Sebastian Coe of England defeated countryman and arch rival Steve Ovett in the Olympic 1,500-meter final today in a triumph of will, resilience and competitive spirit.

Miruts Yifter of Ethiopia won his second gold medal, taking the 5,000 meters in 13 minutes 21.0 seconds. Yifter, who says he is 37, captured the 10,000 meters Monday.

Gerd Wessig of East Germany set a world high jump record of 2.36 meters (7 feet 8 3/4 inches) and Waldemar Cierpinski of East Germany won the Olympic marathon for the second consecutive time. He finished in 2 hours 11 minutes 2:41 seconds.

Six days after he ran dreadfully and finished a disappointed second to Ovett in the 800 meters, his best event, Coe ran a smart and gutsy if unspectacular race to snap Ovett's two-year, 28-race winning streak at his best distance.

Following East German Juergen Straub, who quickened the pace after two laps around the 400-meter track, Coe stayed near the lead the entire way and made his move coming through the final turn.

Accelerating smoothly, his stride at once rapid and lyrical, he blazed the last 200 meters in 25.7 seconds to win the gold medal in 3 minutes 38.4 seconds. Straub finished a split-second behind at 3:38.8, with Ovett a dejected third in 3:39 flat.

Thus the long-awaited duel for world supremacy in the middle distances between Britons of fascinatingly different personalities and running styles ended without a clear decision. Each man upset the other in his forte. s

Ovett, 24, a slashing, come-from-behind runner who thrives in the role of embattled loner and fiercely guards his privacy, won the 800 meters last Saturday in 1:45.4, three seconds off Coe's world record.

Coe, 23, an engaging extrovert who is as much the media's darling as Ovett is its ogre, won the first 1,500 meters he has run this year with a clocking 6.3 seconds off the world record he shares with Ovett, and 3.9 seconds off Kenyan Kip Keino's 1968 Olympic record of 3:34.9.

These were the first head-to-head meetings of Coe and Ovett on the track in two years. They will race again, surely, for their rivalry is a promoter's dream.

But never again are they likely to meet in circumstances as dramatic as today's, an Olympic rematch with grudge overtones before 103,000 spectators in jammed Lenin Central Stadium, where British Prime Minister Margaret Thatcher didn't want any British athlete to appear because of the U.S.-led boycott of the Games.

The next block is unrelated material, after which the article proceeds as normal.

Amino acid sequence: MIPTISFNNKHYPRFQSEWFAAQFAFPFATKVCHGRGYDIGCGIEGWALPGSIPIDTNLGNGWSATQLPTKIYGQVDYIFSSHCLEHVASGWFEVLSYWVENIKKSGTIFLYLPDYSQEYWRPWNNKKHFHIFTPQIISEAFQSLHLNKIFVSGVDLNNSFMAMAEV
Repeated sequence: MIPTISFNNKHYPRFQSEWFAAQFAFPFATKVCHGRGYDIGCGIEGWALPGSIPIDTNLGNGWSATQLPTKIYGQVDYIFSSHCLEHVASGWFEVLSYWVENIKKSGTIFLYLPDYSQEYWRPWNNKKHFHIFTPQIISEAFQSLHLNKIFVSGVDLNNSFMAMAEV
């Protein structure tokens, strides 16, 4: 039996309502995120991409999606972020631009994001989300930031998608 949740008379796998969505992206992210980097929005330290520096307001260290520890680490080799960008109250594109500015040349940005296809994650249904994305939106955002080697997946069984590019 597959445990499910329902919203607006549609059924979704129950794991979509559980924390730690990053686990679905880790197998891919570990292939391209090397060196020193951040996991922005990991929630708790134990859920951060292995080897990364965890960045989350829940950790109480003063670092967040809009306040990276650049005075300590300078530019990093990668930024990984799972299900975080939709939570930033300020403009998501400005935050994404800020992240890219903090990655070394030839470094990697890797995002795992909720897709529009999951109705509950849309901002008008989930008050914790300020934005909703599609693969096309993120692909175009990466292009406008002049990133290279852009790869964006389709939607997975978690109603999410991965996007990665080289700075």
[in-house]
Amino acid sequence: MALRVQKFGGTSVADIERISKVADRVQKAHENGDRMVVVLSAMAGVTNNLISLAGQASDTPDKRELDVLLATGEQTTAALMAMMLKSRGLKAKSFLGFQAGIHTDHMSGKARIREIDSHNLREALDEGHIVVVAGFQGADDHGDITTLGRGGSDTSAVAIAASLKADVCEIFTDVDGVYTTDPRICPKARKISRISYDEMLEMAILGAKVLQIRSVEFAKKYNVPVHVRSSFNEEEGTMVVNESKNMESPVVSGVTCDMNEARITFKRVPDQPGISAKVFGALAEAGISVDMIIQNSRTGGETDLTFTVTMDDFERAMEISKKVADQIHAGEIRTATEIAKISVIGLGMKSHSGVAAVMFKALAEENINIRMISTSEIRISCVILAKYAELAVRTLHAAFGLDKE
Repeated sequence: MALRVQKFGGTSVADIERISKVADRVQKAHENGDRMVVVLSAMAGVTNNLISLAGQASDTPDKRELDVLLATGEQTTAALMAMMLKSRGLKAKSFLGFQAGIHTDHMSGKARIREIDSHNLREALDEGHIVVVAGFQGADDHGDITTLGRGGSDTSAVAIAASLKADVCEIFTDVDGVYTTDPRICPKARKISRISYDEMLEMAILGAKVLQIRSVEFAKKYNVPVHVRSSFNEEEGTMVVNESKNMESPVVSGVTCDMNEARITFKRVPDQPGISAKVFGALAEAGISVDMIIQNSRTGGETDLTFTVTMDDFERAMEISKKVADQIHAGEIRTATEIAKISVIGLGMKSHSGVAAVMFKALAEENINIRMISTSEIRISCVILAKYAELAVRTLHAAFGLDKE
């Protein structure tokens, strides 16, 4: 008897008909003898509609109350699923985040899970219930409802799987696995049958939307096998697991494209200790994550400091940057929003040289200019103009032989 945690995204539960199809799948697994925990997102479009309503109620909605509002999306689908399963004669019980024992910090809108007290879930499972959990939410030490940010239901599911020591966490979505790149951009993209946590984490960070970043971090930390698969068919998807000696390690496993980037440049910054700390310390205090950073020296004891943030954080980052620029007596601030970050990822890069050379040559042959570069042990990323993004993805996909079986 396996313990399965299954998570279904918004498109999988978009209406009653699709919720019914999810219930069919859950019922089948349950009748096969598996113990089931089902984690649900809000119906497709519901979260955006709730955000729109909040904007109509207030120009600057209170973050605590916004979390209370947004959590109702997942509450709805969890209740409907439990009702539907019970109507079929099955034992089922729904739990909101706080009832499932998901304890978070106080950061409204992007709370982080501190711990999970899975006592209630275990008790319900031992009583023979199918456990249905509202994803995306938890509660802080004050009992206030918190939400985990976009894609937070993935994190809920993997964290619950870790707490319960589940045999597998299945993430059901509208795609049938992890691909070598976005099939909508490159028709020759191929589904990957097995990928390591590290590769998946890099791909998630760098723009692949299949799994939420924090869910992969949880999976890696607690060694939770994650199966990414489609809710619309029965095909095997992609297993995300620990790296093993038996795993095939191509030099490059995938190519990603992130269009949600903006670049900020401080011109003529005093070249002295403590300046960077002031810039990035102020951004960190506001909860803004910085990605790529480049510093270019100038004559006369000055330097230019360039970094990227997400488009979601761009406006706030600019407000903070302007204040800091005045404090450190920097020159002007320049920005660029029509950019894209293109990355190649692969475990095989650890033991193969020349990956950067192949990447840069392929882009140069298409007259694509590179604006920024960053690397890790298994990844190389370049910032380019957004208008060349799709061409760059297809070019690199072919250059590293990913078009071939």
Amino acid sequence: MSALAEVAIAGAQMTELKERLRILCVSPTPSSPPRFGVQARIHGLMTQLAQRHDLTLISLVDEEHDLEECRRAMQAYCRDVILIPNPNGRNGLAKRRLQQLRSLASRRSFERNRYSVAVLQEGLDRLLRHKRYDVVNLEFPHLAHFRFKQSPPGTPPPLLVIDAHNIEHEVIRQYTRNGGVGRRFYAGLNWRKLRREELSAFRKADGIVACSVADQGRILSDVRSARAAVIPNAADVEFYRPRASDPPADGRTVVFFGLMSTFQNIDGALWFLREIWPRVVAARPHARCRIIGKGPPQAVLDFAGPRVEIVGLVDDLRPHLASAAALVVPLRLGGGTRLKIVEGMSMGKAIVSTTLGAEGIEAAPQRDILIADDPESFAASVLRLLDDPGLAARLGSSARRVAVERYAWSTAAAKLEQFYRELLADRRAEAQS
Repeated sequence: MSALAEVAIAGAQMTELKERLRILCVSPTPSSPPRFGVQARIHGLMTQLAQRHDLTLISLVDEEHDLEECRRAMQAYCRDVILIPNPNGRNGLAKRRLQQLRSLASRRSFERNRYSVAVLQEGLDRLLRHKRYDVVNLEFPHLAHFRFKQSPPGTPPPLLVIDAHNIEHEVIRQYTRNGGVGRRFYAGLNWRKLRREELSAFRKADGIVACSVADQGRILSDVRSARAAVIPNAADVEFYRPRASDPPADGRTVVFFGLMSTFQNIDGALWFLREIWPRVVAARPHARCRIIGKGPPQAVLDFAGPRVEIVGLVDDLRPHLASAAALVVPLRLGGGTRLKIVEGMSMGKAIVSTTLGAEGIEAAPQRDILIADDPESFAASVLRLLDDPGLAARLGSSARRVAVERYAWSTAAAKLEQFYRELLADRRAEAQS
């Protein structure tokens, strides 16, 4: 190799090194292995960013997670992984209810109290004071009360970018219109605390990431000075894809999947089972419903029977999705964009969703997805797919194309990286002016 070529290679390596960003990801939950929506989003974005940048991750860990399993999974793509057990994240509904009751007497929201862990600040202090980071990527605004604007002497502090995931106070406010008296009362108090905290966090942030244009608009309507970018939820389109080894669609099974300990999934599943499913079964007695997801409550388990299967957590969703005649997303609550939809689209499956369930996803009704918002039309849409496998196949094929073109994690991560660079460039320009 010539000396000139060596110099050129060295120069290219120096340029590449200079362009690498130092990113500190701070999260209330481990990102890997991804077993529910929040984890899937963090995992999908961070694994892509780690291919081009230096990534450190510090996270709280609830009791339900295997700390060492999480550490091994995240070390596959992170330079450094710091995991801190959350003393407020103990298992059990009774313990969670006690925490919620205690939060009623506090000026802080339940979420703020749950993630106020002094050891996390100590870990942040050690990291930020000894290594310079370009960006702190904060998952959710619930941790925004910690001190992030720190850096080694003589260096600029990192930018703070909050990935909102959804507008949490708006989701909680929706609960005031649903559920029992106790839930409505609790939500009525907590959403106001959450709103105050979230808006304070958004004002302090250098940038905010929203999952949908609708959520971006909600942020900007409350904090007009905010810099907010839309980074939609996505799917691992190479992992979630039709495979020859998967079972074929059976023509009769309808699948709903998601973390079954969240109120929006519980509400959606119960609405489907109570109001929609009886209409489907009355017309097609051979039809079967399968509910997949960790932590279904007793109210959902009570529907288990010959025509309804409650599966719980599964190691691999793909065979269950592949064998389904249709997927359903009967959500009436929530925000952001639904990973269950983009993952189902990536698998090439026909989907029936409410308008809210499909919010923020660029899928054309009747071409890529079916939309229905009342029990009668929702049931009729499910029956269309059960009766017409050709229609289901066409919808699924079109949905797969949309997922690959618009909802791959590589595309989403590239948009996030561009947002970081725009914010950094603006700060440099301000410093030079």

Coe was haunted, but not daunted, by memories of his tactical mistakes in the 800-meter final and today he ran his race.

A light and fluid runner at 5 feet 9 and 129 pounds, Coe had showed that he gallops best as a front-runner in setting four world records, in the last 13 months. Three of those records he still holds.

Since Filbert Bayl of Tanzania had dropped out of the 1,500 to concentrate on the 3,000-meter steeplechase, there was no one in this nine-man field to force a fast early pace. Straub broke on top, and Coe settled in just behind him and stayed there through 1,300 meters.

He put on his winning burst about 180 meters from the finish, taking the lead and opening up enough ground in a few wondrous strides that Ovett -- usually a devastating finisher who kicks past opponents and tramples their spirits in the homestretch -- couldn't catch him.

A glance over his right shoulder as he rounded the last turn assured Coe that Ovett was not breathing down his neck and he sprinted to the wire with as much relief as exultation on his choir boy countenance. Then he dropped to his knees, buried his head in his hands and cried.

Moments later -- after Ovett had come up and extended his hand, as gracious in defeat as he usually is arrogant in victory -- Coe sidestepped a cluster of security guards and took a victory lap, his arms held high as he passed sections of cheering Britons waving Union Jacks.

Soviet television cameras cut to the flags and lingered on them as the commentators said of Coe and Ovett:

"In spite of their government's attempts to keep them away, they came, anyway -- and here they are, medal winners."

Great Britain's marquess of Exeter, 75 years old and a member of the International Olympic Committee for 47 years, presented the medals. In accordance with the British team's manner of protesting the Soviet Union's invasion of Afghanistan, the IOC flag was hoisted instead of the Union Jack and the Olympic hymn was played. But in the stands British spectators loudly sang their national anthem.

"The decision was made to have the Olympic flag raised, and I respect the reasons for it," said Coe, a vocal opponent of the boycott who adroitly side-stepped all political questions today. "Let's face it, when we had the Olympic anthem played by the band, we had 'God Save the Queen' being sung, so we really had it both ways."

Ovett looked almost sick for a moment on the home stretch as he realized that his fabled kick would be too little and too late this time, and that his unbeaten streak of 42 races at 1,500 meters and the mile, dating back to May 1977, was ending.

He tried hard not to let his disappointment show, smiling at the finish and on the awards podium. But his dejection was evident as he took off his bronze medal, just before exiting from the stadium and stuffed it in the pocket of his track suit.

Coe's father and coach had said after the 800-meter final that "There's no joy in that silver medal." Ovett obviously felt the same way about the bronze that had hung around his neck like lead. He is a ferocious competitor who has said that "middle-distance running is like a contact sport."

But today, Coe was the better fighter, responding positively to the 800-meter nightmare that could have ruined his confidence.

"Last Saturday was a terrible disappointment," he said "because that was the one I really came for. I'm not complaining about tonight. I thought I was equally well prepared. But there was a feeling in the back of my mind all the time that it wasn't possible to run, quite as badly again, and certainly not this soon."